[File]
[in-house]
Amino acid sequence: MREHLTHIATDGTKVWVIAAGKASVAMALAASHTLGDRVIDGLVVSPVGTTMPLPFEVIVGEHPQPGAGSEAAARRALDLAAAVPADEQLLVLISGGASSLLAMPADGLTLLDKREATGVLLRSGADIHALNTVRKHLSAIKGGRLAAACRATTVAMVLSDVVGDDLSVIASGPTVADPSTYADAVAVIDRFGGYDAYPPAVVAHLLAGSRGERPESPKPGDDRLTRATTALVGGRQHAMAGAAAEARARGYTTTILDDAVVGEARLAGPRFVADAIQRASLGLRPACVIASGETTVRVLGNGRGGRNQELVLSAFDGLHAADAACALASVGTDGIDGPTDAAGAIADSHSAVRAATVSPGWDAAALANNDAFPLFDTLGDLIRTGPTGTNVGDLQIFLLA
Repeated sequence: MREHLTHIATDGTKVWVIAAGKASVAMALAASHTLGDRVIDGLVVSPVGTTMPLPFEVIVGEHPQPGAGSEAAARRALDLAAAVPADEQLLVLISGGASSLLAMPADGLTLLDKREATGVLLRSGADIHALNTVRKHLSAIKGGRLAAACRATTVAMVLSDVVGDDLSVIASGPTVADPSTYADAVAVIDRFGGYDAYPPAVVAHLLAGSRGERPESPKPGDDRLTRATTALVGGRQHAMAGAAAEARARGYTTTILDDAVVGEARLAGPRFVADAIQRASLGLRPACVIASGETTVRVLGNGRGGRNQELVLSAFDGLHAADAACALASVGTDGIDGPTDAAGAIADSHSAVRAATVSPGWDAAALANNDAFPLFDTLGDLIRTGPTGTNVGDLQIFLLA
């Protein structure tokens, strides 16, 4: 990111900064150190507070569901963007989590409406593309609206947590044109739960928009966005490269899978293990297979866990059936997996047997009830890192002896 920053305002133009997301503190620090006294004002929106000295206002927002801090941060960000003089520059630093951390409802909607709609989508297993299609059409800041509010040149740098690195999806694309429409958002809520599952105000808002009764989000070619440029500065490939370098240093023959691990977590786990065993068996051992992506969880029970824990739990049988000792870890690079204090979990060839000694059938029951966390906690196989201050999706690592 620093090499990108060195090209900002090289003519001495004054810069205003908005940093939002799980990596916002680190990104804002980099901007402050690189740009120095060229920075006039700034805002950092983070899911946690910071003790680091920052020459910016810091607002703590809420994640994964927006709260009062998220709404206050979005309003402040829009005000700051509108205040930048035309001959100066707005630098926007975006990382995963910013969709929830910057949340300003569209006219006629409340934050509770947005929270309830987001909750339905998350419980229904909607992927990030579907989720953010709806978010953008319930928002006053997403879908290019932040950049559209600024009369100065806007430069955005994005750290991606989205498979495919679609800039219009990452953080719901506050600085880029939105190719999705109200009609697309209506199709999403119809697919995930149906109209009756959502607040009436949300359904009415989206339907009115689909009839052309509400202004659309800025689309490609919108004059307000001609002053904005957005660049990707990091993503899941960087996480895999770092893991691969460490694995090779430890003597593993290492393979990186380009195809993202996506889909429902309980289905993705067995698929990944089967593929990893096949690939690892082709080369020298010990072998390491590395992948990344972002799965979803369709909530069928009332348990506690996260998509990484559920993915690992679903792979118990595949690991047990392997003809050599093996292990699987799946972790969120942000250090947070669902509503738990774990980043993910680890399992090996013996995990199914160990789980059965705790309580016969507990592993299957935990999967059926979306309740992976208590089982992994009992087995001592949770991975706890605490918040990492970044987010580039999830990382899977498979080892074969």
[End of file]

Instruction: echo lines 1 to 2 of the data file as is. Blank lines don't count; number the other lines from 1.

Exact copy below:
[in-house]
Amino acid sequence: MREHLTHIATDGTKVWVIAAGKASVAMALAASHTLGDRVIDGLVVSPVGTTMPLPFEVIVGEHPQPGAGSEAAARRALDLAAAVPADEQLLVLISGGASSLLAMPADGLTLLDKREATGVLLRSGADIHALNTVRKHLSAIKGGRLAAACRATTVAMVLSDVVGDDLSVIASGPTVADPSTYADAVAVIDRFGGYDAYPPAVVAHLLAGSRGERPESPKPGDDRLTRATTALVGGRQHAMAGAAAEARARGYTTTILDDAVVGEARLAGPRFVADAIQRASLGLRPACVIASGETTVRVLGNGRGGRNQELVLSAFDGLHAADAACALASVGTDGIDGPTDAAGAIADSHSAVRAATVSPGWDAAALANNDAFPLFDTLGDLIRTGPTGTNVGDLQIFLLA